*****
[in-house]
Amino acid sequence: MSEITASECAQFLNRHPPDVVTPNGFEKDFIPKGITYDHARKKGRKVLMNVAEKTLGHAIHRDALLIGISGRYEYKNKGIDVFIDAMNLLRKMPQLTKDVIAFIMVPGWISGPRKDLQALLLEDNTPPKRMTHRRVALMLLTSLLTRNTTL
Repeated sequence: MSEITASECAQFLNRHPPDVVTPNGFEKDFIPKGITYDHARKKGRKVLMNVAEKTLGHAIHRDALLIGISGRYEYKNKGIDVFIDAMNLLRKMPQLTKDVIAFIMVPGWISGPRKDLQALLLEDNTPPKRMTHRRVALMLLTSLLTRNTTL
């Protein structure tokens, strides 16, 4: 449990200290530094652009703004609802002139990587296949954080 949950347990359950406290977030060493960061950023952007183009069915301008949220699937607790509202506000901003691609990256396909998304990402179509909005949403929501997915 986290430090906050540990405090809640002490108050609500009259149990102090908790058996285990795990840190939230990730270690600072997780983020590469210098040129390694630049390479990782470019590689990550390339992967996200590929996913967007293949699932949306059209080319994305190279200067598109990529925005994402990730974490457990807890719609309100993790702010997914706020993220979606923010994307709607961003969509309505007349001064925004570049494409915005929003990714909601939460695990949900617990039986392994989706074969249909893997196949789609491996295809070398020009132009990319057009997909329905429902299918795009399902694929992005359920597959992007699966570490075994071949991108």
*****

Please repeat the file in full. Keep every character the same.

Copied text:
[in-house]
Amino acid sequence: MSEITASECAQFLNRHPPDVVTPNGFEKDFIPKGITYDHARKKGRKVLMNVAEKTLGHAIHRDALLIGISGRYEYKNKGIDVFIDAMNLLRKMPQLTKDVIAFIMVPGWISGPRKDLQALLLEDNTPPKRMTHRRVALMLLTSLLTRNTTL
Repeated sequence: MSEITASECAQFLNRHPPDVVTPNGFEKDFIPKGITYDHARKKGRKVLMNVAEKTLGHAIHRDALLIGISGRYEYKNKGIDVFIDAMNLLRKMPQLTKDVIAFIMVPGWISGPRKDLQALLLEDNTPPKRMTHRRVALMLLTSLLTRNTTL
């Protein structure tokens, strides 16, 4: 449990200290530094652009703004609802002139990587296949954080 949950347990359950406290977030060493960061950023952007183009069915301008949220699937607790509202506000901003691609990256396909998304990402179509909005949403929501997915 986290430090906050540990405090809640002490108050609500009259149990102090908790058996285990795990840190939230990730270690600072997780983020590469210098040129390694630049390479990782470019590689990550390339992967996200590929996913967007293949699932949306059209080319994305190279200067598109990529925005994402990730974490457990807890719609309100993790702010997914706020993220979606923010994307709607961003969509309505007349001064925004570049494409915005929003990714909601939460695990949900617990039986392994989706074969249909893997196949789609491996295809070398020009132009990319057009997909329905429902299918795009399902694929992005359920597959992007699966570490075994071949991108």